14. ^ Hartley L, Flowers N, Holmes J, Clarke A, Stranges S, Hooper L, Rees K (June 2013). "Green and black tea for the primary prevention of cardiovascular disease" (PDF). The Cochrane Database of Systematic Reviews (Systematic Review and Meta-Analysis). 6 (6): CD009934. doi:10.1002/14651858.CD009934.pub2. PMC 7433290. PMID 23780706. Archived (PDF) from the original on 3 July 2018. Retrieved 3 July 2018.
  15. ^ Liu G, Mi XN, Zheng XX, Xu YL, Lu J, Huang XH (October 2014). "Effects of tea intake on blood pressure: a meta-analysis of randomised controlled trials". The British Journal of Nutrition (Meta-Analysis). 112 (7): 1043–54. doi:10.1017/S0007114514001731. PMID 25137341.
  16. ^ Khalesi S, Sun J, Buys N, Jamshidi A, Nikbakht-Nasrabadi E, Khosravi-Boroujeni H (September 2014). "Green tea catechins and blood pressure: a systematic review and meta-analysis of randomised controlled trials". European Journal of Nutrition (Systematic Review and Meta-Analysis). 53 (6): 1299–311. doi:10.1007/s00394-014-0720-1. hdl:10018/1239907. PMID 24861099. S2CID 206969226.
  17. ^ Peng X, Zhou R, Wang B, Yu X, Yang X, Liu K, Mi M (September 2014). "Effect of green tea consumption on blood pressure: a meta-analysis of 13 randomized controlled trials". Scientific Reports (Meta-Analysis). 4: 6251. Bibcode:2014NatSR...4E6251P. doi:10.1038/srep06251. PMC 4150247. PMID 25176280.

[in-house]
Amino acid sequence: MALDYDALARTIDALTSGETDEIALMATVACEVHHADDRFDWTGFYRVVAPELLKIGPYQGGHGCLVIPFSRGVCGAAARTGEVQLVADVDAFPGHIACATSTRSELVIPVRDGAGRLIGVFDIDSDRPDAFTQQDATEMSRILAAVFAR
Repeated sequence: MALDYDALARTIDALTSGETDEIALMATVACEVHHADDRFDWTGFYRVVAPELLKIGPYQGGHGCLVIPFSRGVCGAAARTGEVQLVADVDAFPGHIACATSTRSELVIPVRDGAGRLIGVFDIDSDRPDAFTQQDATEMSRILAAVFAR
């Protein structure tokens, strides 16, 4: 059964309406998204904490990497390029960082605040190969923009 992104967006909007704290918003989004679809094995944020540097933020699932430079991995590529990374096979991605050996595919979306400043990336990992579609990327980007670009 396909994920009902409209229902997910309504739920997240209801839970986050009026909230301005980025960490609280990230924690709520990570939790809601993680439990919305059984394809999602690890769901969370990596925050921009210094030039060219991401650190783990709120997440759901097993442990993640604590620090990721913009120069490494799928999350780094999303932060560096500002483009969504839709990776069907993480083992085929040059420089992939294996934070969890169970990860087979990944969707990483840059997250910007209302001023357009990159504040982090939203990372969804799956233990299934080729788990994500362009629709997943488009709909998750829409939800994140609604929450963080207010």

18. ^ Brook RD, Appel LJ, Rubenfire M, Ogedegbe G, Bisognano JD, Elliott WJ, Fuchs FD, Hughes JW, Lackland DT, Staffileno BA, Townsend RR, Rajagopalan S (June 2013). "Beyond medications and diet: alternative approaches to lowering blood pressure: a scientific statement from the american heart association". Hypertension. 61 (6): 1360–83. doi:10.1161/HYP.0b013e318293645f. PMID 23608661.

Further reading

  • Boutron I, Ravaud P, Moher D, eds. (2012). Randomized clinical trials of nonpharmacological treatments. Boca Raton: CRC Press. ISBN 9781420088021.

External links